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Achievement Gaps
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Can the Achievement Gaps be Overcome?

  1. How to Close the Achievement Gap: Research and Policy

What Have We Learned about Raising Minority Academic Achievement?

In their report, Reaching the Top: Report of the National Task Force on Minority High Achievement, the College Board reviews the research and programs since the 1960s that target raising minority achievement. They create a synopsis of what we know, based on 30 years of experience, about raising the number of high-achieving minority students.

This reports some of the ideas and findings from the following source:

Miller, L. S. (1999).Reaching the top: Report of the National Task Force on Minority High Achievement.The College Board. Retrieved April 2, 2002 from (Adobe® Reader® PDF)
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Black, Hispanic, and Native American minorities are dramatically underrepresented among the nation's highest academic achievers. Across all social class groups, these minorities do not achieve high academic success nearly as often as their white and Asian-American counterparts.

L. Scott Miller reviews the programs and research since the 1960s regarding high minority academic achievement. He describes what we have learned from programs and research over this period in a number of areas.

Preschool and Parent Education

  • The best model preschool programs show long-term gains for disadvantaged children, but these gains have not been large enough to translate into high achievement in high school.
  • The best model preschool programs are resources intensive. There is simply not enough public money available to bring most programs around the U.S. up to the standards of the best programs.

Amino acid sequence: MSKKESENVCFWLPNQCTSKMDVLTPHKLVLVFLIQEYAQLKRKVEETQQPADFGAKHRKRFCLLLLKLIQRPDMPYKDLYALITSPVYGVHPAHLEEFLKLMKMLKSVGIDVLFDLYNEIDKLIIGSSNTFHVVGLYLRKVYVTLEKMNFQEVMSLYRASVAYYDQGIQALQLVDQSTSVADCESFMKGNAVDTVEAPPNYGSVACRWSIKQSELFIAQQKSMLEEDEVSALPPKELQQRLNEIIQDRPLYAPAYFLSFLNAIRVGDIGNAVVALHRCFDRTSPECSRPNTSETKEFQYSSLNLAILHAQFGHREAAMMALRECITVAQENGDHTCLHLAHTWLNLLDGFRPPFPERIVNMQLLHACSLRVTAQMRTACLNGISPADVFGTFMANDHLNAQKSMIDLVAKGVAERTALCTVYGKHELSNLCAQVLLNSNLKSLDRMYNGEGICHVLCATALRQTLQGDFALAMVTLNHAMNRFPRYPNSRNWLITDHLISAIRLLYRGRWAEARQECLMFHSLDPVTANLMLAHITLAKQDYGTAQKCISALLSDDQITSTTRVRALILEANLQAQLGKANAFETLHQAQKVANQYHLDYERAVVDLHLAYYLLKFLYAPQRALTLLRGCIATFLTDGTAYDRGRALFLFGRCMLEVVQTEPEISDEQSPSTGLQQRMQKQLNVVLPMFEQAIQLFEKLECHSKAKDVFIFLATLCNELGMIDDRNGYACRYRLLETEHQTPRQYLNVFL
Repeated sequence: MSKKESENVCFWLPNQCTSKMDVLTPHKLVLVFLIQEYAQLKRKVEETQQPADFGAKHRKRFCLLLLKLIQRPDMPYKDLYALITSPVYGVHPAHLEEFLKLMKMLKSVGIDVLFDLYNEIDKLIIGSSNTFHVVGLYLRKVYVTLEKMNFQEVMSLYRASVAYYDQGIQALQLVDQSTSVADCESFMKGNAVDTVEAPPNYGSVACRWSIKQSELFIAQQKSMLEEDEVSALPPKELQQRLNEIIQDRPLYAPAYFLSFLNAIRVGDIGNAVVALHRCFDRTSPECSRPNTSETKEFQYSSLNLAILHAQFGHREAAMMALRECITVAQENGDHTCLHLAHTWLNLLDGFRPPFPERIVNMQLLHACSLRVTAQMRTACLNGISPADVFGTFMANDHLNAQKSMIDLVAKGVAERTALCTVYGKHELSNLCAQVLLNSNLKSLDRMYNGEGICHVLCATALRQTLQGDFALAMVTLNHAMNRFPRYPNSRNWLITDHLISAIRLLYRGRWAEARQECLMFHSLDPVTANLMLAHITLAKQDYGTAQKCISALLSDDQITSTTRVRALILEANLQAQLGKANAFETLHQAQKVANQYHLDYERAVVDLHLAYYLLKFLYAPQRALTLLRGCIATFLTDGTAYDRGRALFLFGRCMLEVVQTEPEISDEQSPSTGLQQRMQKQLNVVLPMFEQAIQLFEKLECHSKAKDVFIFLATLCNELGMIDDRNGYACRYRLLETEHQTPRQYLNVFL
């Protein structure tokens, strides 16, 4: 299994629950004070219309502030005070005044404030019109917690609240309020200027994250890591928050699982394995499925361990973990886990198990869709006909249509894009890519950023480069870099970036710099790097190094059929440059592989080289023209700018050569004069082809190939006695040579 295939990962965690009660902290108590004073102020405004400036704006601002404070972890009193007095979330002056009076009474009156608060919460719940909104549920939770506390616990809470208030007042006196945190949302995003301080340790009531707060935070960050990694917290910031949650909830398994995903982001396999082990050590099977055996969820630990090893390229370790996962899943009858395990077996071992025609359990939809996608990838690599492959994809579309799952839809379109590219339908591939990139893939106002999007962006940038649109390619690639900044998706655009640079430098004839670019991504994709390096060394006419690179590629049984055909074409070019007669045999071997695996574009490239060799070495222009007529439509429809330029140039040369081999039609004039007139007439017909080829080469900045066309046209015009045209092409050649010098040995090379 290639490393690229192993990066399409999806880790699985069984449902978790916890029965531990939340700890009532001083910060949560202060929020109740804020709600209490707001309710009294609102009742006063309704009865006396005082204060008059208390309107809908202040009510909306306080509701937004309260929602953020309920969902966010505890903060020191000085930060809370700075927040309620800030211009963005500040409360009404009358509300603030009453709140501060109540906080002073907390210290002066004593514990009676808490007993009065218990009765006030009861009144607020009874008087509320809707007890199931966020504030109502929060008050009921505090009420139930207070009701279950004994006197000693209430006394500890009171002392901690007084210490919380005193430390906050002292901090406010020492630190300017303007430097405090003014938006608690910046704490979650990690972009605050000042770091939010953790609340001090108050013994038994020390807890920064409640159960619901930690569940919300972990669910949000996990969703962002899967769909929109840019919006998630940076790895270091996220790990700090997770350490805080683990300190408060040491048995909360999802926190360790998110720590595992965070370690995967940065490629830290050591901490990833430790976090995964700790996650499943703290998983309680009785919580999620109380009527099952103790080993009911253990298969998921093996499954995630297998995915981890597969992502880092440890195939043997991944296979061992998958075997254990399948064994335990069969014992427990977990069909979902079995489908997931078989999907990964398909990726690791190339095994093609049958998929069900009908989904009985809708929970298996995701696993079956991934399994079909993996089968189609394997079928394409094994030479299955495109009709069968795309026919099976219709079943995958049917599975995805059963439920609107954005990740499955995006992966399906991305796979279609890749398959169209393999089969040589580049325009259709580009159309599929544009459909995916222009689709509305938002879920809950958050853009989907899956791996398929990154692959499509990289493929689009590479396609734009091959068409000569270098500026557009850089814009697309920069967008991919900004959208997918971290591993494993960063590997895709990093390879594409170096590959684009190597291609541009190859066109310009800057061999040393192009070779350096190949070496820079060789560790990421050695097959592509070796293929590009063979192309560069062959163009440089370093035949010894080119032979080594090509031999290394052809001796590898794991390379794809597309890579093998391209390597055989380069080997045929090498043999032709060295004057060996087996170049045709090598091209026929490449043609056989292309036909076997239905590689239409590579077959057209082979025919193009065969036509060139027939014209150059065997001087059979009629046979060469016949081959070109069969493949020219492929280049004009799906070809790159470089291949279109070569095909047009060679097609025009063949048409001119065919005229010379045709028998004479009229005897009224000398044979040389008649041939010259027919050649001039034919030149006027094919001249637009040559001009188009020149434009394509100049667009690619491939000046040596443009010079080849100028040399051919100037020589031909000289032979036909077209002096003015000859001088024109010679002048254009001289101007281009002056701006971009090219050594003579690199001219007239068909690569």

• Most preschool programs have not been evaluated with regard to whether they provide benefits to middle- and high-SES minority children.
  • Many minority children still do not have access to preschool programs.
  • The most highly regarded parent education programs target disadvantaged students.
  • It is not clear to what extent parent education programs would be effective for middle- and high-SES parents.

Elementary and Secondary School Reform

  • Standards- and assessment-based school reform. Miller says that many state policymakers believe that we can promote high achievement by holding students and schools accountable for academic performance. Many states have developed standards of academic proficiency and tie concrete outcomes to meeting those proficiency levelsfor instance, graduation in the case of students and funding or job retention for teachers and administrators in the case of schools and districts. Miller sees two important aspects of this method of reform for high minority achievement:

    Visibility. Miller says that many states report test scores broken down for different minority populations. This can help foster high minority achievement by providing increased visibility of the progress or lack of progress for these minority groups. Miller says the example of Texas demonstrates that using this method of reform can help to make significant improvement in both white and minority achievement.

    Funding. Miller thinks that in states where the gap between minority and white academic achievement is closing too slowly, this may motivate increased spending in this area.
  • School-level improvement strategies. Miller says that school-level improvement strategies have become much more common in the past15 yearsalthough some programs date back to the 1960s. The focus of these strategies rests on bringing about fundamental changes within schools in areas such as curriculum, teacher training and teacher quality, school organization and school-home relations. Miller says that although many of these programs target disadvantaged children, somelike the "whole school reform" programsfocus on reform for every child in the school. Miller also says that research on many of these programs shows proven or very encouraging results. With respect to minority high achievement, Miller makes the following points:

    The programs with the best research support for their effectiveness target disadvantaged students. Little research has been done on programs that can spur more advantaged minority students to the highest levels of achievement.